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Disclaimer: 'MS Views and News' DOES NOT endorse any products or services found on this blog. It is up to you to seek advice from your healthcare provider. The intent of this blog is to provide information on various medical conditions, medications, treatments, for your personal knowledge and to keep you informed of current health-related issues. It is not a substitute for the advice of your physician. Should you or your family members have any specific medical problem, seek medical care promptly.

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Thursday, February 20, 2020

A Love Triangle: Her, Him and MS

Building a successful relationship is hard work. Throw MS into the equation, and it can be even more challenging.

We talked to Kate and Frank, married for over 10 years, to discuss how MS affects their relationship and family life.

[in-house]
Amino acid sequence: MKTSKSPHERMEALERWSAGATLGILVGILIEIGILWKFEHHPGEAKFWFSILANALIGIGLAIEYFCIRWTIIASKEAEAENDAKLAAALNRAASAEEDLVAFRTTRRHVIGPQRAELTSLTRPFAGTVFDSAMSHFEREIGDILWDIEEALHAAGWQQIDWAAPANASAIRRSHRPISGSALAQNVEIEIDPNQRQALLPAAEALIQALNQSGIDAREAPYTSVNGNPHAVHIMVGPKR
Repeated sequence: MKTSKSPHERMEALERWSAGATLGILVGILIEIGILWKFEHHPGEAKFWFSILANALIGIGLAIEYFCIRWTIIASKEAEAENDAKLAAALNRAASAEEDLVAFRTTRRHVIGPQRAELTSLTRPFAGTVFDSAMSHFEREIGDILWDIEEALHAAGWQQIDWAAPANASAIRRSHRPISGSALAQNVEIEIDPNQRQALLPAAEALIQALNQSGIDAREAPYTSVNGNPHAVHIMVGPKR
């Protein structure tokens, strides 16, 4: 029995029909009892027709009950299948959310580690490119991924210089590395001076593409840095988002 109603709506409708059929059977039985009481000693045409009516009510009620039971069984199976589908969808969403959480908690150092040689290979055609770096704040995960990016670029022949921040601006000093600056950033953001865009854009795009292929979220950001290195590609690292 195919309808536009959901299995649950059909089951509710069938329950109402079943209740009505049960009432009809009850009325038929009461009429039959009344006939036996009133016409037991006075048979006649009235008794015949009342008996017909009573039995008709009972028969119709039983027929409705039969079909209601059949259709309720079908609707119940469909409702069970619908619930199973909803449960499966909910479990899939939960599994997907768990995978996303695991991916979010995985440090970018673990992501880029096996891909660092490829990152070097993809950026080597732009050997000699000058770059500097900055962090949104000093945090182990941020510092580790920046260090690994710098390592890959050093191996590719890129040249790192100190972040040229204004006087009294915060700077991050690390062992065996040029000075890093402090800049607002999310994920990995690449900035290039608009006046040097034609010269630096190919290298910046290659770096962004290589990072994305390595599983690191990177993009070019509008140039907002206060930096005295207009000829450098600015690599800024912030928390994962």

How has MS changed you as a person?
 
Kate: As a care-partner, MS has made me more aware that every day is unique, and one bad day does not mean that another will follow. I can say this now, a few years into our new life as an MS family. But when we had a baby and a toddler while learning how to maneuver through a diagnosis, I felt like one bad day would last forever. I try a little harder now to not dwell on one bad day, or even one bad morning. It’s also made me “try” to take better care of myself and recognize when I need a break. We’ve often prioritized Frank’s rest, and that meant that I would shoulder most of the responsibilities of our family and home. It’s taken a few years for all of us to realize that no one person can do everything and that I can only help others if I help myself sometimes first.

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Frank: MS has changed me in almost every way a person can change. It has given me a new approach to life and made me recognize and value the “good times” more than I ever have because there have been plenty of more challenging times. It has also changed me physically since I’ve been exercising more than I ever have.

How has MS changed your marriage?


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Tuesday, February 18, 2020

A Look at Your Multiple Sclerosis Treatment Plan